No-Nonsense Nanjing

Trip Start Apr 16, 2010
Trip End Jul 24, 2010

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Flag of China  , Jiangsu,
Tuesday, June 1, 2010

Howdy folks,
                 While the greeting may seem rather strange it is rather apt due to the arrival of our American friend Jon. Even though he is from the plush planes of Cali-forn-i-a, America is America and so a more southern greeting is still more than suitable.

So last time the boys left the blog with a 18 hour sleeper train, but after an arduous 20.5 hours and a questionable braised beef pot noodle for breakfast (the noodles had an almost plasticky feel) they arrived in the warmer and more southern city of Nanjing. It was then that they hailed down the first cab driver in sight, and headed for the Sunflower Hostel. Unforntunately they couldn't put them up for the first night, so the lads ended up roughing it for the night, but dawn approached so quickly that it actually made for a pretty comfortable night. Nah, twas all in jest. On arrival the extremely helpful and generous staff quickly found the exhausted boys a hotel for the night, and put them up for the following two nights. Rather relieved, the group lugged all their belongings up a few stair-cases, and took a well deserved shower. Later that evening they took a stroll along the bustling hutongs of Nanjing. They were really attractive, the river meandering through really exemplified the cities beauty. About half an hour later, the musketeers settled down in a square full of all sorts of food. It was there that they endulged in some road-side treats, the meat skewers providing the most satisfaction.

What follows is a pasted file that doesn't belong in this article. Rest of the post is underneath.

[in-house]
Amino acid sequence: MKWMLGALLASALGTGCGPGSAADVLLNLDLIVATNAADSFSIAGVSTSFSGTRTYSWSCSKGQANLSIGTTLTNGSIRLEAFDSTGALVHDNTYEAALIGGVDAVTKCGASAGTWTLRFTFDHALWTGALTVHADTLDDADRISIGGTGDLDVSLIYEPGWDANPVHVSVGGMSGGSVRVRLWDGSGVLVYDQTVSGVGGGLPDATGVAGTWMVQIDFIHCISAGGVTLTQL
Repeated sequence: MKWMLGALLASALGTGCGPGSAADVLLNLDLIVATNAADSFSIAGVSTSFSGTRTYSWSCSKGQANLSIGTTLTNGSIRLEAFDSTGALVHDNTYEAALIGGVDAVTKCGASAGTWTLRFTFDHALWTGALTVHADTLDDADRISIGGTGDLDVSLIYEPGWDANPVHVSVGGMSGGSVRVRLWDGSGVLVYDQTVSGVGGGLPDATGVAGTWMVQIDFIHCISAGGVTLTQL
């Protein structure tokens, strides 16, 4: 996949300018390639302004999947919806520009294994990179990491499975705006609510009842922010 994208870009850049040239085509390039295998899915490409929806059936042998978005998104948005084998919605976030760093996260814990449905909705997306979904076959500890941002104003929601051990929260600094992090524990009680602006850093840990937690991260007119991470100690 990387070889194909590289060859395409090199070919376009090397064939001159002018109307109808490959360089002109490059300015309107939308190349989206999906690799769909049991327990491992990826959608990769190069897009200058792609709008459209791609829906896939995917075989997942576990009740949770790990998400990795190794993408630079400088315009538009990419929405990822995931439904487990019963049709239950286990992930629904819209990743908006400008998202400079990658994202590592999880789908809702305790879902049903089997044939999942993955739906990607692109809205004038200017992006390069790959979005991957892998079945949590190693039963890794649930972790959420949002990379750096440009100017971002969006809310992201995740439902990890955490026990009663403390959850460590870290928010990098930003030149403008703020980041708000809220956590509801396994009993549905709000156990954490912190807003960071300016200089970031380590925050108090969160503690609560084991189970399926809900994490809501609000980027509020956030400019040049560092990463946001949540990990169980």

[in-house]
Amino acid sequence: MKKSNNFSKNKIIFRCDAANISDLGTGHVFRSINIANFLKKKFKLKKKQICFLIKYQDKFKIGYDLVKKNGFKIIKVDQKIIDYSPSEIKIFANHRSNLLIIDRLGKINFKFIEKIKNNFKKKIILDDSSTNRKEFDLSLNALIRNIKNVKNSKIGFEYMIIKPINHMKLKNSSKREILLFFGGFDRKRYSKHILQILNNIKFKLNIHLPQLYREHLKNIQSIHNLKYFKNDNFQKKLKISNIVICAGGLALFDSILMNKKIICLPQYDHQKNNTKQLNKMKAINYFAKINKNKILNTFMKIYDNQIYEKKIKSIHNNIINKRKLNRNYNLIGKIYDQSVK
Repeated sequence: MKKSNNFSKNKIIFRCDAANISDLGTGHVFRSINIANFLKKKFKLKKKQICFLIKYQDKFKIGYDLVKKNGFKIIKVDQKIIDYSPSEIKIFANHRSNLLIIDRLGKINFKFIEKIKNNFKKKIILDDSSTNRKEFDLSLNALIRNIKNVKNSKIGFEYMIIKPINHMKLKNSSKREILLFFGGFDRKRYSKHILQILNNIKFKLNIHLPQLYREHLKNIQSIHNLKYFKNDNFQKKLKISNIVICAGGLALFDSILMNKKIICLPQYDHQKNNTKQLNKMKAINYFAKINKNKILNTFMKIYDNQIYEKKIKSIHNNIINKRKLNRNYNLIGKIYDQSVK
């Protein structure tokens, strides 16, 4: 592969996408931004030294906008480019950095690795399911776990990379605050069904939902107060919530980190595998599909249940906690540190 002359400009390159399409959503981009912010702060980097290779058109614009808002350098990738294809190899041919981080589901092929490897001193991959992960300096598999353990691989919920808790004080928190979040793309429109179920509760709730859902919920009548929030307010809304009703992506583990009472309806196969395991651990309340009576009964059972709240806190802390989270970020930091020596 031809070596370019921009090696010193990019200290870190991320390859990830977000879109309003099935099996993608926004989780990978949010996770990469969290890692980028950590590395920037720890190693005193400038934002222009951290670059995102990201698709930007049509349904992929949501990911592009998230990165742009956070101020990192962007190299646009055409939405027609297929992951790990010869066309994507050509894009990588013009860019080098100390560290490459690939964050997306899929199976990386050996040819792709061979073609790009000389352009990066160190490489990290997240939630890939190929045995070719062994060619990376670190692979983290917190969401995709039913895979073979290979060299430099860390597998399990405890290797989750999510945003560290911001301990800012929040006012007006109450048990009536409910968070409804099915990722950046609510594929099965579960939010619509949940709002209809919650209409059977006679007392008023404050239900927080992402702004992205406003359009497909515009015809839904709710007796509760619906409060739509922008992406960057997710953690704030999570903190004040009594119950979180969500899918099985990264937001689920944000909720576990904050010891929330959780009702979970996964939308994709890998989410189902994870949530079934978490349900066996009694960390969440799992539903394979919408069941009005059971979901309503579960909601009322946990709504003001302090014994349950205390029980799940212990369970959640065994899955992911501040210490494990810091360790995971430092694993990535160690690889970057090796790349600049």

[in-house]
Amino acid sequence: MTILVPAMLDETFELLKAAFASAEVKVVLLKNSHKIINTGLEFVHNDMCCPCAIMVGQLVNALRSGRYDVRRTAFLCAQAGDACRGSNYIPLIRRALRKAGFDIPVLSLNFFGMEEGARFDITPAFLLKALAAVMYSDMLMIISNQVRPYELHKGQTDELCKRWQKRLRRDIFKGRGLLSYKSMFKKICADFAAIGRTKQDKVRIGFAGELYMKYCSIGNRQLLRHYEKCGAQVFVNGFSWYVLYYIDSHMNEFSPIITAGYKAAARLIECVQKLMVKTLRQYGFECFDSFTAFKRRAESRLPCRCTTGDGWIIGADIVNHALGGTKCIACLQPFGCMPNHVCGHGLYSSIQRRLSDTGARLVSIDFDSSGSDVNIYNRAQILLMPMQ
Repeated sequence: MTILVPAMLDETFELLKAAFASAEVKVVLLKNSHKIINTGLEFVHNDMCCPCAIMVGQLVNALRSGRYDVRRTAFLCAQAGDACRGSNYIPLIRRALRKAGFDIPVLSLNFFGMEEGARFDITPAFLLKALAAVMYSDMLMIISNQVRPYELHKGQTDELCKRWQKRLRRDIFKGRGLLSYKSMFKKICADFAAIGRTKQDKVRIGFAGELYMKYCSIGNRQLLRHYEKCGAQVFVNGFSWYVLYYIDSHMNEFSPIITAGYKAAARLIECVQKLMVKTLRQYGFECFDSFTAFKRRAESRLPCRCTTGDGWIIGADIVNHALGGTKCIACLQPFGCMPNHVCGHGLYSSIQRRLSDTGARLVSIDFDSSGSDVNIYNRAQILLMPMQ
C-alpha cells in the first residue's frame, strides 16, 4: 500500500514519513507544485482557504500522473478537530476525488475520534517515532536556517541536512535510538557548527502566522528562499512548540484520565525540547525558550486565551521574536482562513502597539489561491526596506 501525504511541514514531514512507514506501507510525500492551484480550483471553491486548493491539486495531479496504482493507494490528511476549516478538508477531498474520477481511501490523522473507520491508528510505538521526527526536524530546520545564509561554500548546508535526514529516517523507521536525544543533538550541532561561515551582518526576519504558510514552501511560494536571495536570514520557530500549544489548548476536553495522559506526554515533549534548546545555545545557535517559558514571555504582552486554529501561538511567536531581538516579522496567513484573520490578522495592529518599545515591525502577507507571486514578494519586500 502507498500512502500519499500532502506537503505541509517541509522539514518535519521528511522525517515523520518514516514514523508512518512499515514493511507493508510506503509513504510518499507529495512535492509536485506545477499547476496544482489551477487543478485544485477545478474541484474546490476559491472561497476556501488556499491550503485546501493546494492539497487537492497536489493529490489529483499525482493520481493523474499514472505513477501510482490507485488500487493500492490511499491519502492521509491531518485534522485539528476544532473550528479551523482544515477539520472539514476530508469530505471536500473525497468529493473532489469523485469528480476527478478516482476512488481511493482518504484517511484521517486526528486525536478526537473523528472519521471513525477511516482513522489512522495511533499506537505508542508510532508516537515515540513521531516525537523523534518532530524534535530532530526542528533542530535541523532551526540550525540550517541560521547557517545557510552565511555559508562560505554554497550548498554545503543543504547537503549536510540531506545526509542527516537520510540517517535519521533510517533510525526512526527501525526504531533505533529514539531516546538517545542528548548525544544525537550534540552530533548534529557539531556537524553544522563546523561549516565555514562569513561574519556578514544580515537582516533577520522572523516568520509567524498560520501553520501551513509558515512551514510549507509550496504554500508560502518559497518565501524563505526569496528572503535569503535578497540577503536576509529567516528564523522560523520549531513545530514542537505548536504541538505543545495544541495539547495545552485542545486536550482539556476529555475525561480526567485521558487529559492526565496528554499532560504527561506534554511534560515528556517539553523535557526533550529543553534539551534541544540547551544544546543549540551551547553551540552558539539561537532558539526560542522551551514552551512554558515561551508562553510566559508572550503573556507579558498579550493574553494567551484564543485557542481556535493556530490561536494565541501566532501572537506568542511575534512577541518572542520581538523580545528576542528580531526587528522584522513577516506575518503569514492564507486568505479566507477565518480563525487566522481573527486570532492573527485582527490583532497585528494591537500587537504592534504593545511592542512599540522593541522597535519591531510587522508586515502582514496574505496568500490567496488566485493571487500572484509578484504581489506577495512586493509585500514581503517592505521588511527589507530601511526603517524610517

The next day the boys awoke at 10am, ready to explore Nanjing's most famous attraction: The Purple Mountain. They may have got up slightly earlier if it wasn't for Stef quizzing Jon on American culture into the early hours of the morining. But he was more than satisfied, having finally discovered what a semester was. They caught bus number 2 and 40 minutes later, the boys had arrived into the wilderness, enjoying an abundance of trees and plants. It was there that they visited Dr Sun Yatsen's Mausoleum, he was some what of a Chinese guru, The Beamless Building(rather self-explanatory), Lingu temple and Lingu pagoda. The pagoda was a real highlight; an octagonal building which towered above the trees and provided a spectacular view of the National Park and a slightly hazy view of smoggy Nanjing. After some pretty dismal hacky playing, they left the park and headed for a dumpling restaurant, rather embarrased by the days performance. 50 dumplings, 30 kebabs and 2 chicken soups later the boys were bloated.

The last day in Nanjing saw the group experience what travelling is all about. The day started with a few tube stops to Xuwumen park, reknowned for it's lakes. It failed to disappointed and within 20 minutes the boys had hired a Chinese style motor boat and set sail. As anticipated Ollie was up to his usual antics, rocking the boat from side to side and giving Jon quite the scare. Despite a few words from the crew, Ollie took a more mutinous approach and persisted in rocking the boat, if not a litter more viciously. A few mintues later,  there turned out to be a bigger surprise. After a 5 Yuan bet, made by Stef, Tim scaled the roof of the boat going from one side to another. This was whilst the boat was both rocking and moving - what a crazy minx!